I received my very own Playstation for my 10th birthday. My dad spent all night setting it up, making sure everything was just right… and beating most of Gran Turismo 2. Luckily, it was all to my benefit. I woke up to a laundry list of some of the world’s most expensive, high, performance, and absolutely gorgeous cars that I got to drive. From then on I was hooked.
V-Rally is a mainstay in the racing genre – first popping up in the US under the “Need For Speed” family, it cemented itself over the years as a hyper-realistic and hard-to-master racing sim. V-Rally 4 is no different, though my roots in racing games may have given me a little too much confidence as I approached the legendary Kylotonn team at E3 this year.
My demo started by seeing exactly how 15+ years of technological advancements can elevate an already technically advanced game.
V-Rally 4 offers a lengthy list of near-photorealistic vehicles, true-to-life levels, hand-designed stages, and a wide array of difficulties. All of which is spread over five modes: Rally, Extreme-Khana, Buggy, Hill climb, and V-Rally Cross. The Kyltonn team gently advised I choose something fun, avoiding the more complicated stages. With years of experience in my back pocket and an inexplicable need to prove myself, I asked for a challenge. Their answer: the hill climb.
We soared through menus, selecting not only the location, but the specific stage and whether or not it was up OR down hill. My question at every turn was “which is harder?” – to which they sighed and selected the option they felt most difficult. Then it was on to vehicle select – a somewhat disappointing binary decision between two alien-looking rally machines. I, again, chose the most challenging to operate and was finally set into position at the starting line.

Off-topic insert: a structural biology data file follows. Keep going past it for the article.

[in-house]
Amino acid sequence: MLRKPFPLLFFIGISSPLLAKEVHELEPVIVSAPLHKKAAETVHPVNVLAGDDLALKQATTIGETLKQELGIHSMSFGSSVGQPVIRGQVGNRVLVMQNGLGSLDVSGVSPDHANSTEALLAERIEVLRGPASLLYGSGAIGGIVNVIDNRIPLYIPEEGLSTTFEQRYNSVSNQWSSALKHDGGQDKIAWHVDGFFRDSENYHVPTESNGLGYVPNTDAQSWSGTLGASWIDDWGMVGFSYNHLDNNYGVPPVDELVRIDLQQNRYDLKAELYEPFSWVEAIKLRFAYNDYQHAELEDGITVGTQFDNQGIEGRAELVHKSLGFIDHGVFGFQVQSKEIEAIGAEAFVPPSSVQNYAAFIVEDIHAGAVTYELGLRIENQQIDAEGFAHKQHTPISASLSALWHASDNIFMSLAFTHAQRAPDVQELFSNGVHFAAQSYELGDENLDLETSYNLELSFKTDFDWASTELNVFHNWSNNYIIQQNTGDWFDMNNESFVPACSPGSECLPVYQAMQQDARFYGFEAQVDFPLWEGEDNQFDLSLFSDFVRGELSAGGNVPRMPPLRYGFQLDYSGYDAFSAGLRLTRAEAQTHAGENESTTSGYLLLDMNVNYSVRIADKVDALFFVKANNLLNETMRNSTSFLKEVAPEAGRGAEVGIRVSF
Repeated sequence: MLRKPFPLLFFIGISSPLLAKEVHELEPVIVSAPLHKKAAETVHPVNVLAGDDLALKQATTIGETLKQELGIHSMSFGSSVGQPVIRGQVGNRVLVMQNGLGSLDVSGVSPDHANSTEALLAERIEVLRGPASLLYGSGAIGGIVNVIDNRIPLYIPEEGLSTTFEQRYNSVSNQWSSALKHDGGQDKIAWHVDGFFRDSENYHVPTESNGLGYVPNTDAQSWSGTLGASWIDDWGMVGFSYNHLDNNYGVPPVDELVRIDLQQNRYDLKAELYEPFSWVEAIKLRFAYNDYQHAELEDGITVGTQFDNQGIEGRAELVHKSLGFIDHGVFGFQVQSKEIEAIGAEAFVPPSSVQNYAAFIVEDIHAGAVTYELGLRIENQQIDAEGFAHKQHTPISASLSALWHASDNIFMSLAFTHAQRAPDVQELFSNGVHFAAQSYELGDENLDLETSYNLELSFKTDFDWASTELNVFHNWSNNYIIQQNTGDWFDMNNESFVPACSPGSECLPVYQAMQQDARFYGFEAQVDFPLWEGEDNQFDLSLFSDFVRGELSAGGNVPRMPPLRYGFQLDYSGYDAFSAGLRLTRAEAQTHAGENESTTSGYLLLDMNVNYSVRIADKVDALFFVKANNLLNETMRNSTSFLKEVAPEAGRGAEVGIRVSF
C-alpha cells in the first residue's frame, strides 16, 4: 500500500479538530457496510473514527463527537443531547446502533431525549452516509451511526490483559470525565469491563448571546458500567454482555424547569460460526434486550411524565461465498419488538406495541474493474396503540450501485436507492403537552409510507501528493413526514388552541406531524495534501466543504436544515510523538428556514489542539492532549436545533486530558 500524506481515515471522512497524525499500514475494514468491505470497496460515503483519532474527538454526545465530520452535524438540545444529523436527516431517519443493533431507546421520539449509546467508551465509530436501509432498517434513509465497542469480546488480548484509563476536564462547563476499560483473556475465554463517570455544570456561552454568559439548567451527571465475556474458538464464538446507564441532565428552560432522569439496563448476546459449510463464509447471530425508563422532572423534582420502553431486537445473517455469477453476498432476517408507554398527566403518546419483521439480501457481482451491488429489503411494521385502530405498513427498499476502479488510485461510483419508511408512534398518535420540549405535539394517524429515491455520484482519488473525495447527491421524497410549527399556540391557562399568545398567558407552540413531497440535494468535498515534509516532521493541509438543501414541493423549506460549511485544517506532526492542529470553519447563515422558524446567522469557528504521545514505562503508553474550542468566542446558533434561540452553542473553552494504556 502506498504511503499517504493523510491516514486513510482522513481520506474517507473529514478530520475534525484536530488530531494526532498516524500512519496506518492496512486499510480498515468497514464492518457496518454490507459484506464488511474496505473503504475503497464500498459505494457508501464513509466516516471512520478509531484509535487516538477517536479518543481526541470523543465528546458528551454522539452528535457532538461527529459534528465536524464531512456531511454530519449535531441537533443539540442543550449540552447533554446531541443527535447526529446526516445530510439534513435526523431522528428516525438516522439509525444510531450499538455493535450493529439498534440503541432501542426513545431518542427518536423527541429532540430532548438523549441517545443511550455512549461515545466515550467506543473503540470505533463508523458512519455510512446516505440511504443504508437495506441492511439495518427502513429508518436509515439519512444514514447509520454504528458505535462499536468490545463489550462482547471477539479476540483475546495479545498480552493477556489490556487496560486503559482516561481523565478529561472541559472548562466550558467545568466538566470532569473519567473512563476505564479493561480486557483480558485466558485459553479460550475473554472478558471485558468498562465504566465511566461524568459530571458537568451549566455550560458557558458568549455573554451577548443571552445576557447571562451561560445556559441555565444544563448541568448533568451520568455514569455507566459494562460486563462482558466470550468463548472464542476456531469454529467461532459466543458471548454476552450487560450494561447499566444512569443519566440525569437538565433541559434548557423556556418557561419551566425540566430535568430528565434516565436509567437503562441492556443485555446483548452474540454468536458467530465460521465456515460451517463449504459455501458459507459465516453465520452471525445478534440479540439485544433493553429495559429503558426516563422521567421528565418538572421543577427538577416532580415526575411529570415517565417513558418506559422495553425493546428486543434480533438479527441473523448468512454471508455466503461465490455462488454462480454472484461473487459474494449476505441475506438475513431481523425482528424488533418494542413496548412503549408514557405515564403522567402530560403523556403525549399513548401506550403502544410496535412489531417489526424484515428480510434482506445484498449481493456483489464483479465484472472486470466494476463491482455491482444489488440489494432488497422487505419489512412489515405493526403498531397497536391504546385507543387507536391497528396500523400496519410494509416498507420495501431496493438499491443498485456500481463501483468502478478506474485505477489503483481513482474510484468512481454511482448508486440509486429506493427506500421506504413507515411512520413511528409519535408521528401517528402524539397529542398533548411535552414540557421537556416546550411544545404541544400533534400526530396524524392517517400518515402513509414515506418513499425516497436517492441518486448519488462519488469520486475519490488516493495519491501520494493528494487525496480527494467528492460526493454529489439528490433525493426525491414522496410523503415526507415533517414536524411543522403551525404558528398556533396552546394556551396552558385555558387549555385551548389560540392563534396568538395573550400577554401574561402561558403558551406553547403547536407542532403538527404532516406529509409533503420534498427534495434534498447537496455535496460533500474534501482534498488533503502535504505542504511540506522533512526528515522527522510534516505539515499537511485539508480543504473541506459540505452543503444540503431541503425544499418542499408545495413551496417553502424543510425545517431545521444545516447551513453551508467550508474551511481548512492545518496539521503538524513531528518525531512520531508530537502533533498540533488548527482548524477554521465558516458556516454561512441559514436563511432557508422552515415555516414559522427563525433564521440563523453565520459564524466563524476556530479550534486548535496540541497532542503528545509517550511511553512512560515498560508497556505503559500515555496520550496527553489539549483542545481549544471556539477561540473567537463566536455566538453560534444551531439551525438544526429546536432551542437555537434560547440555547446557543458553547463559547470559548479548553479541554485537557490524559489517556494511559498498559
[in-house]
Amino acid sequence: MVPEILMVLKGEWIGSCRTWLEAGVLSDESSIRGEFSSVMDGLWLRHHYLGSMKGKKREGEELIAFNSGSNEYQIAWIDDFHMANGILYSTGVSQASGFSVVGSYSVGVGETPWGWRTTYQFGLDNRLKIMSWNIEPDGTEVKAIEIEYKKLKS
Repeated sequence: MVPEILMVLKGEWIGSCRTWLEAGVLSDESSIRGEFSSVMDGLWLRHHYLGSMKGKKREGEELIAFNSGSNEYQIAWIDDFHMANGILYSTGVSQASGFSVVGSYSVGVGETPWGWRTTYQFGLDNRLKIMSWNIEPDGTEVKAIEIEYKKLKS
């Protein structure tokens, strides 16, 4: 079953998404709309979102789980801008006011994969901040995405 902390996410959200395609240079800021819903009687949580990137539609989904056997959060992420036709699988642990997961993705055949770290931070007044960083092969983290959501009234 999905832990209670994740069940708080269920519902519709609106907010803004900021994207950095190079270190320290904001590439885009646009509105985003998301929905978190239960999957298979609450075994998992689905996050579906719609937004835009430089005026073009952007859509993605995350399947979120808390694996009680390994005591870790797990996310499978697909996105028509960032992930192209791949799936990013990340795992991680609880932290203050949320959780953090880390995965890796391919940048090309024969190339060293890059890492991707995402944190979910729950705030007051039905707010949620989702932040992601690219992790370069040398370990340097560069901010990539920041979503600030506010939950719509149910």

Excitement buzzed through my fingers, the familiar grip returning from memory. The countdown started… 3…2..1… I was at over 120KM/H in under 2 seconds. The first section of the stage was a beautiful straightaway in a Chinese mountainside, spoiled by a turn – that my car didn’t take very well. I immediately slid off of the road, being deflected by trees on both sides. The screen lost color, and the sounds of my collision seemed to draw the attention of everyone in the BigBen booth. I wasn’t going to take that sitting down. I feathered the throttle – no luck. I rode the brakes – crash city. It seemed like nothing I did could make this car follow my direction. It was then that I was given a lesson on the brand-new physics engine in V-Rally 4. On the toughest stage, of the hardest track, in the most volatile car – I was told it’d take months to master. I was floored. Nearly 20 years of racing games – 14 of which I spent driving actual cars, and this game put me down on the E3 show floor. Not today.
My second race was set to an easier mode to manage – Buggy. This time, I took the advice of the Klytonn team, gliding through menu screens and finally arriving at the start line. Disaster. Again. Though a bit more controlled, the car careened off of cliffs, slamming into the treeline. I contemplated protesting for another round, but like my car, my ego had taken enough of a beating.
Overall – I’m wildly excited to own this game… to own this game. The challenge of mastering these near-perfect recreations gives me the outlet I need to allay the guilt of going to art school instead of pursuing a dream of rally driving. We’re fast-approaching the projected release window of September 2018 so keep an eye out for an official date. Don’t forget to take a look our exclusive E3 footage (including the untimely death of my rally career), and check out the official website for more details on V-Rally 4 for PS4 XBox One, Nintendo Switch, and PC.